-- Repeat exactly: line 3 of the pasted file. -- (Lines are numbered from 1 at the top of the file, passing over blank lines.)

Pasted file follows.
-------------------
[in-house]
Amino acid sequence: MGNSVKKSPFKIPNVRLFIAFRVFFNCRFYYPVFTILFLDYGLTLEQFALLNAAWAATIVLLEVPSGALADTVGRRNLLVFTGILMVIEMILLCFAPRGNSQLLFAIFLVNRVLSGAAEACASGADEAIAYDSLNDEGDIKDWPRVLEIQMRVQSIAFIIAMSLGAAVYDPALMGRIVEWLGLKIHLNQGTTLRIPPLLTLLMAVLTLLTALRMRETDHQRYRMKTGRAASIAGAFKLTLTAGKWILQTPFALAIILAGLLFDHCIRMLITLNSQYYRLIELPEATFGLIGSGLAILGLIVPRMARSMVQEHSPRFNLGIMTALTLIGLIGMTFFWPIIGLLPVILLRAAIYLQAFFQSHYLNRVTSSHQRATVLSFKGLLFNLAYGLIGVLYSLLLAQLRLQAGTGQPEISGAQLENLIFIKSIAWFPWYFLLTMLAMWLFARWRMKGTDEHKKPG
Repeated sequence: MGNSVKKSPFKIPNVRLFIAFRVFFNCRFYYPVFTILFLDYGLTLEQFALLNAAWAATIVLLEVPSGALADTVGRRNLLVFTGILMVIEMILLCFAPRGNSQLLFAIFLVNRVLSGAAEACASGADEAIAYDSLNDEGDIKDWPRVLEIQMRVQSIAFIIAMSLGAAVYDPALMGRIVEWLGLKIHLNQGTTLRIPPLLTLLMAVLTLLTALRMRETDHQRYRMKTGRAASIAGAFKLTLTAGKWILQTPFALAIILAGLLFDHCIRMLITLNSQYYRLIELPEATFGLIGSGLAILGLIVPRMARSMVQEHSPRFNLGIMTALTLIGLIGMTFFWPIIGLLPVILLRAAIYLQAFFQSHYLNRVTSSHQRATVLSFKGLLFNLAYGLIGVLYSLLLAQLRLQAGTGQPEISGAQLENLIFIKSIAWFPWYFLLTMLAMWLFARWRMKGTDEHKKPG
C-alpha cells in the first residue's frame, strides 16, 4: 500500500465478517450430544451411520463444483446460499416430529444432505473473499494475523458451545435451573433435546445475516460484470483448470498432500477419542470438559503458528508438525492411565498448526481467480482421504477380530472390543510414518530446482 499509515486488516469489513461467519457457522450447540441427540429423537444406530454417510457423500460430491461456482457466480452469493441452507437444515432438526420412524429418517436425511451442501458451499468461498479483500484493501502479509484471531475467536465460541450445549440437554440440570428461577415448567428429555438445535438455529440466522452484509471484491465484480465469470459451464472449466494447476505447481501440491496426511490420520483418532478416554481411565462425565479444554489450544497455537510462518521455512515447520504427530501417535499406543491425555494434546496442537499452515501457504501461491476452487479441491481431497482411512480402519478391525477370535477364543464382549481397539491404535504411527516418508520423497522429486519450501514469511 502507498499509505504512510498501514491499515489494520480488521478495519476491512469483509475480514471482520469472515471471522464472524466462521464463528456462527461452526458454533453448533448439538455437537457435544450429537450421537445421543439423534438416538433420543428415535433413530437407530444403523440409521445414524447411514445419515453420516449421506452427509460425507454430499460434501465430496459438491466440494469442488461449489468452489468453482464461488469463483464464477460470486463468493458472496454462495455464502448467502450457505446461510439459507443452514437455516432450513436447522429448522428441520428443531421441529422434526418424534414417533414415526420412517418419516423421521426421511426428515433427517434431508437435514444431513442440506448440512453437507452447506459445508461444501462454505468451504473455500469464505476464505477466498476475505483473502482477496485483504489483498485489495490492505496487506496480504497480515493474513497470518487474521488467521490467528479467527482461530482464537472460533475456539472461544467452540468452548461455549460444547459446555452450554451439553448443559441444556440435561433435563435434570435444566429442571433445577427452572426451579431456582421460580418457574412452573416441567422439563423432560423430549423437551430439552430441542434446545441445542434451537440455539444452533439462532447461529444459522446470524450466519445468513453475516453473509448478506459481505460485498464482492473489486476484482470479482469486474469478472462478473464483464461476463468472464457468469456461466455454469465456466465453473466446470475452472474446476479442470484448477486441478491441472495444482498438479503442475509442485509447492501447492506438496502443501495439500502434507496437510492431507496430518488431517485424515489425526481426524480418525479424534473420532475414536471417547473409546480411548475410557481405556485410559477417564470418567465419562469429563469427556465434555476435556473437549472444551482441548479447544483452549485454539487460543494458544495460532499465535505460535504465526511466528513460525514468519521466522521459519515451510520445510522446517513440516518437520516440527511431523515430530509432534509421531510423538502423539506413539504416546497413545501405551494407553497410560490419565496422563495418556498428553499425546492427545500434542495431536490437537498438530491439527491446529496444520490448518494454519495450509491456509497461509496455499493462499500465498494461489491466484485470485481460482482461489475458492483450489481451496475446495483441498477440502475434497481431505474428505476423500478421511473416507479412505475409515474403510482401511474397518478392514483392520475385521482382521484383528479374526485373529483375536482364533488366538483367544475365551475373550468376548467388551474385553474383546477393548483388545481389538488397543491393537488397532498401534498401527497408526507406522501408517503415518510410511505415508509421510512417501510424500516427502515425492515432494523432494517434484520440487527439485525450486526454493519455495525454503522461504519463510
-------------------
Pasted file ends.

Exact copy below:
Repeated sequence: MGNSVKKSPFKIPNVRLFIAFRVFFNCRFYYPVFTILFLDYGLTLEQFALLNAAWAATIVLLEVPSGALADTVGRRNLLVFTGILMVIEMILLCFAPRGNSQLLFAIFLVNRVLSGAAEACASGADEAIAYDSLNDEGDIKDWPRVLEIQMRVQSIAFIIAMSLGAAVYDPALMGRIVEWLGLKIHLNQGTTLRIPPLLTLLMAVLTLLTALRMRETDHQRYRMKTGRAASIAGAFKLTLTAGKWILQTPFALAIILAGLLFDHCIRMLITLNSQYYRLIELPEATFGLIGSGLAILGLIVPRMARSMVQEHSPRFNLGIMTALTLIGLIGMTFFWPIIGLLPVILLRAAIYLQAFFQSHYLNRVTSSHQRATVLSFKGLLFNLAYGLIGVLYSLLLAQLRLQAGTGQPEISGAQLENLIFIKSIAWFPWYFLLTMLAMWLFARWRMKGTDEHKKPG